Come check out Salon Sunday's Open Studios...
I have always been enchanted by our fethered friends, therefore Im especially happy to have a piece hanging in this show! 'Common Pigeons' is an image that exemplifies to me that when one may least expect it, nature can surround the senses and captivate one's imagination.
As I prepare to submit to another call for a juried show at PhotoPlace Gallery, I came across this statement from Brett L Erickson, fine art photographer and juror of the Man in the Landscape exhibit. I greatly appreciated the time taken to share such a thoughtful insightful point of view. Perhaps you will too...
Robert Adams, in his excellent essay called “Civilizing Criticism,” asks, “What are legitimate bases for the judgment of photographs?” Perhaps an equally intriguing question might be, “In an emphatically subjective process such as a juried show, what is the meaning of successes or failures?” I will not attempt such a Quixotic endeavor as forwarding a universal answer, for any cursory survey of history will show critics have nearly always been lost to time, in comparison to many artists now immortal who were judged errant in earlier days.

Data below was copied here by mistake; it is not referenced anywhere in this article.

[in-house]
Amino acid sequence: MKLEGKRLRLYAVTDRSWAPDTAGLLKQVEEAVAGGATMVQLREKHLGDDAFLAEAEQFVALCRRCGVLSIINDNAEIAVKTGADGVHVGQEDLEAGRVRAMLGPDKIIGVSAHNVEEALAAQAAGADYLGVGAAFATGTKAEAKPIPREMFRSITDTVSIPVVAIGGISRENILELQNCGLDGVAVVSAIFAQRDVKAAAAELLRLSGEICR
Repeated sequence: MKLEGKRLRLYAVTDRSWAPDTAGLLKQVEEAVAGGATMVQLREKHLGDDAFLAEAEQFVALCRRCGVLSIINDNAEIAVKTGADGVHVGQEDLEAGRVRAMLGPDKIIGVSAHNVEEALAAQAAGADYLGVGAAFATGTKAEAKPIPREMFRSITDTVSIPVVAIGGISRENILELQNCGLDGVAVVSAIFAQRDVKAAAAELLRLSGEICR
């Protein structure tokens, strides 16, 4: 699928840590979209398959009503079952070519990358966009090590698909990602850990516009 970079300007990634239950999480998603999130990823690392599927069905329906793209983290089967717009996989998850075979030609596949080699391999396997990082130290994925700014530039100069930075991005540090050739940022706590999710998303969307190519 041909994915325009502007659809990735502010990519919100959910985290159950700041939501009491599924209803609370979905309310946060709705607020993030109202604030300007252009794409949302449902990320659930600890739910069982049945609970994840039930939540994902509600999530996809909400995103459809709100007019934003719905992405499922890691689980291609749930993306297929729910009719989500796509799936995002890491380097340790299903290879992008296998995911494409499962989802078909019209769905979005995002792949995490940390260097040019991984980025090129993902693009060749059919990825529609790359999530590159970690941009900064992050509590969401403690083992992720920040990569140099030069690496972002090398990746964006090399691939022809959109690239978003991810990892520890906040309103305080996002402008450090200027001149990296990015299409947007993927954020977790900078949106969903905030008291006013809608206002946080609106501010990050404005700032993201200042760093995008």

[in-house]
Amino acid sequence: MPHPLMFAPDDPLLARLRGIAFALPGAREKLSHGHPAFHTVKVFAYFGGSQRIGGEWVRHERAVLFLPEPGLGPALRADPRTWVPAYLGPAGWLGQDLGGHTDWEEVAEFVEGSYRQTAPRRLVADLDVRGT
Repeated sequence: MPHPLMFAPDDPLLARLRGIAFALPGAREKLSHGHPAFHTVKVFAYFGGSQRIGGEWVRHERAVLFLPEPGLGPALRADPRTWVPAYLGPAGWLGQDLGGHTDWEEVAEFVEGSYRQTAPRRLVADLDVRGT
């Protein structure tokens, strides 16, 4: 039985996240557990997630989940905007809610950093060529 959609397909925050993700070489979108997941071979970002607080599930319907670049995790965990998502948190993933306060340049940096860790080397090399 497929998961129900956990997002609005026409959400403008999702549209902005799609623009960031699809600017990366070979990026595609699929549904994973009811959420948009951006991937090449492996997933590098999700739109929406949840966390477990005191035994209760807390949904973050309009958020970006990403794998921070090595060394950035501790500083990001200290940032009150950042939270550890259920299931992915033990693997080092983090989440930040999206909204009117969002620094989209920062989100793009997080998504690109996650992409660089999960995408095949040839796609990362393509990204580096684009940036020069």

Photographers also brave risk in shows. Conversely, jurors toil little, and risk less, in comparison to the emotional vulnerability and personal sacrifice photographers trade for revealing images. All a critic can offer is an explanation of his or her process, the method of reconciling one’s internal sensibilities with the selection of a set of resonant images from the stock at hand. Here, then, I explain my own methodology of selection, and suggest caution in any inference of success or failure. I have witnessed, and have been party to, groups of selectors who, upon reviewing a body of work, found little commonality in the photographs each deemed “best.” The lesson: Keep shooting, take each show result with a healthy dose of salt, and be bold.
Ultimately, a juror’s job is one of exclusion by way of questions. I prefer to ask six, in order. Does the image fit the theme? Is it technically sound? What was the photographer trying to do? Was it successful? Does the work ask good questions? Is it New and Poetic? Elements such as these aid in how photographs can both resonate—though seldom universally—and challenge.”